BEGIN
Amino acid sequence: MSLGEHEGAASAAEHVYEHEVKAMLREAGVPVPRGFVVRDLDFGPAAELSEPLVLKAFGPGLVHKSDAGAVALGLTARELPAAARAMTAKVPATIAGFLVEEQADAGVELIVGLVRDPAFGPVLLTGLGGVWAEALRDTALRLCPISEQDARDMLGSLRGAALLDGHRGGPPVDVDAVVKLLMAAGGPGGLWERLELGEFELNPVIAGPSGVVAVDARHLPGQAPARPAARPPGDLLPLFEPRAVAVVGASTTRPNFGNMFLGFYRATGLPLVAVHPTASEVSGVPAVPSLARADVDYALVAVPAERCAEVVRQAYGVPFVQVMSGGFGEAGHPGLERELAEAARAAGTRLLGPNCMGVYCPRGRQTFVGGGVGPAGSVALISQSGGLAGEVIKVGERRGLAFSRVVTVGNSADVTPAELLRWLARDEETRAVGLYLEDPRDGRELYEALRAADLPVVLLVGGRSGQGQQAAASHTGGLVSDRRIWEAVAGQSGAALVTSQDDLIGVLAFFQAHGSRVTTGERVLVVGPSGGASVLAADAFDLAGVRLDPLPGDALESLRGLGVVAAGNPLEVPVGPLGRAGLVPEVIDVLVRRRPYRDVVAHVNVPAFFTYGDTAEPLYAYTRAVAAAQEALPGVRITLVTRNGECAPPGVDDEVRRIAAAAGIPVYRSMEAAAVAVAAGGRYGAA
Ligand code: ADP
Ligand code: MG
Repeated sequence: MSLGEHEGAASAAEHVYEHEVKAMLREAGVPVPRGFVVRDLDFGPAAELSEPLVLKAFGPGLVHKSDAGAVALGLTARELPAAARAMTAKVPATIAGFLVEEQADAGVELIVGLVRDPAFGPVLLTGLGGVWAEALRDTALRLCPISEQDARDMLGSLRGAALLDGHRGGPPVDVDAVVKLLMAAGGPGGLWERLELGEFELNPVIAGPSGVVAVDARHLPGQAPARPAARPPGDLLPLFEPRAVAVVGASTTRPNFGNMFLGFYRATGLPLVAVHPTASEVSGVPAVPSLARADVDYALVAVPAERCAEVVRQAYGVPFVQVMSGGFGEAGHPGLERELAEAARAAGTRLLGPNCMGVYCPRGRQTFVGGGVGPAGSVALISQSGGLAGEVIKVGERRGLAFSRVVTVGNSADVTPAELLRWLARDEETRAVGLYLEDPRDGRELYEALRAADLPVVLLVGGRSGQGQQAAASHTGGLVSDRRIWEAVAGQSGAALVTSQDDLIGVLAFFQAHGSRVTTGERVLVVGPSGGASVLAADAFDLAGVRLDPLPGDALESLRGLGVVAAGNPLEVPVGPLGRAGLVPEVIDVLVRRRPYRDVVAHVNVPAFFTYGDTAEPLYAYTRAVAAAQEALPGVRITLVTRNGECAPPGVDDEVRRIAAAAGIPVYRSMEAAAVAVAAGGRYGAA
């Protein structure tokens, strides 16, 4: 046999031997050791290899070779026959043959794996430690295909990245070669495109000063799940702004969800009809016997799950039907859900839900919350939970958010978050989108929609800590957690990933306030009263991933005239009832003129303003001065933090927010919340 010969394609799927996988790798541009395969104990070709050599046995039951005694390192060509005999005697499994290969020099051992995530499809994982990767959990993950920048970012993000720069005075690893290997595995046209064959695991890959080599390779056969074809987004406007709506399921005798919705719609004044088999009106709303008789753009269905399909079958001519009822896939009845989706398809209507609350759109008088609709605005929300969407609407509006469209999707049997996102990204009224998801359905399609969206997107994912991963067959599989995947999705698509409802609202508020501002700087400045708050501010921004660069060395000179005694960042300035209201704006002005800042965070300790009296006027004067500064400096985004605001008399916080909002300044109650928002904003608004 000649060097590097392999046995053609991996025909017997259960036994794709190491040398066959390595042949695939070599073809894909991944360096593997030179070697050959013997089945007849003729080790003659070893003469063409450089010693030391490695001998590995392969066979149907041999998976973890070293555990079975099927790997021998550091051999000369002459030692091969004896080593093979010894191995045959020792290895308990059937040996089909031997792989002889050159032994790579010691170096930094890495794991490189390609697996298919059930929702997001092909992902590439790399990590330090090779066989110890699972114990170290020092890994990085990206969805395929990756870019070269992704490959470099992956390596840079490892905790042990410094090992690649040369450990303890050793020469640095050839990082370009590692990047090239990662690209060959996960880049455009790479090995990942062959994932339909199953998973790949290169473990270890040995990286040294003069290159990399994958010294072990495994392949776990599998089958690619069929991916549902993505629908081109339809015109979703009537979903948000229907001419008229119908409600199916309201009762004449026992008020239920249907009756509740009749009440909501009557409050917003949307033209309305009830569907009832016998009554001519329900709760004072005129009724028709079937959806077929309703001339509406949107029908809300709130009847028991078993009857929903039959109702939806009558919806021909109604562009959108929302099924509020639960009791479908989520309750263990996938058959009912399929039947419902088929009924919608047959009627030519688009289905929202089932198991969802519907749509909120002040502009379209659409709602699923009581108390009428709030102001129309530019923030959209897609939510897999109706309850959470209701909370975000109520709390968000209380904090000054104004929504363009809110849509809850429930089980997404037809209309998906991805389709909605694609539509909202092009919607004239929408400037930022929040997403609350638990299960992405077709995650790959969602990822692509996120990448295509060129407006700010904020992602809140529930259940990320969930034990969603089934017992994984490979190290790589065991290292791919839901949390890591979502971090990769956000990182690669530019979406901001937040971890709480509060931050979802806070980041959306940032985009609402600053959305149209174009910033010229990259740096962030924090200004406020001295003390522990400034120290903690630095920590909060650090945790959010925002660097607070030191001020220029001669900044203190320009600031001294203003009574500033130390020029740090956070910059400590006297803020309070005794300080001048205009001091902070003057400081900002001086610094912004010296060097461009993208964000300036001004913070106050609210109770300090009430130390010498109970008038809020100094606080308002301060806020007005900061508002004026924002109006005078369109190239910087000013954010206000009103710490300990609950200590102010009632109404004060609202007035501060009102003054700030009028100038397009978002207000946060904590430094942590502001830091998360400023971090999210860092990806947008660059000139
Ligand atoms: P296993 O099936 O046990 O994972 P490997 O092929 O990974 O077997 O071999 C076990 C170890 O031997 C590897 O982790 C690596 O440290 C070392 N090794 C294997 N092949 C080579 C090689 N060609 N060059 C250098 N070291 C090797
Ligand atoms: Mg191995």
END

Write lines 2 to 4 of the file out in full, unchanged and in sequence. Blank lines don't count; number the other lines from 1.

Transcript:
Ligand code: ADP
Ligand code: MG
Repeated sequence: MSLGEHEGAASAAEHVYEHEVKAMLREAGVPVPRGFVVRDLDFGPAAELSEPLVLKAFGPGLVHKSDAGAVALGLTARELPAAARAMTAKVPATIAGFLVEEQADAGVELIVGLVRDPAFGPVLLTGLGGVWAEALRDTALRLCPISEQDARDMLGSLRGAALLDGHRGGPPVDVDAVVKLLMAAGGPGGLWERLELGEFELNPVIAGPSGVVAVDARHLPGQAPARPAARPPGDLLPLFEPRAVAVVGASTTRPNFGNMFLGFYRATGLPLVAVHPTASEVSGVPAVPSLARADVDYALVAVPAERCAEVVRQAYGVPFVQVMSGGFGEAGHPGLERELAEAARAAGTRLLGPNCMGVYCPRGRQTFVGGGVGPAGSVALISQSGGLAGEVIKVGERRGLAFSRVVTVGNSADVTPAELLRWLARDEETRAVGLYLEDPRDGRELYEALRAADLPVVLLVGGRSGQGQQAAASHTGGLVSDRRIWEAVAGQSGAALVTSQDDLIGVLAFFQAHGSRVTTGERVLVVGPSGGASVLAADAFDLAGVRLDPLPGDALESLRGLGVVAAGNPLEVPVGPLGRAGLVPEVIDVLVRRRPYRDVVAHVNVPAFFTYGDTAEPLYAYTRAVAAAQEALPGVRITLVTRNGECAPPGVDDEVRRIAAAAGIPVYRSMEAAAVAVAAGGRYGAA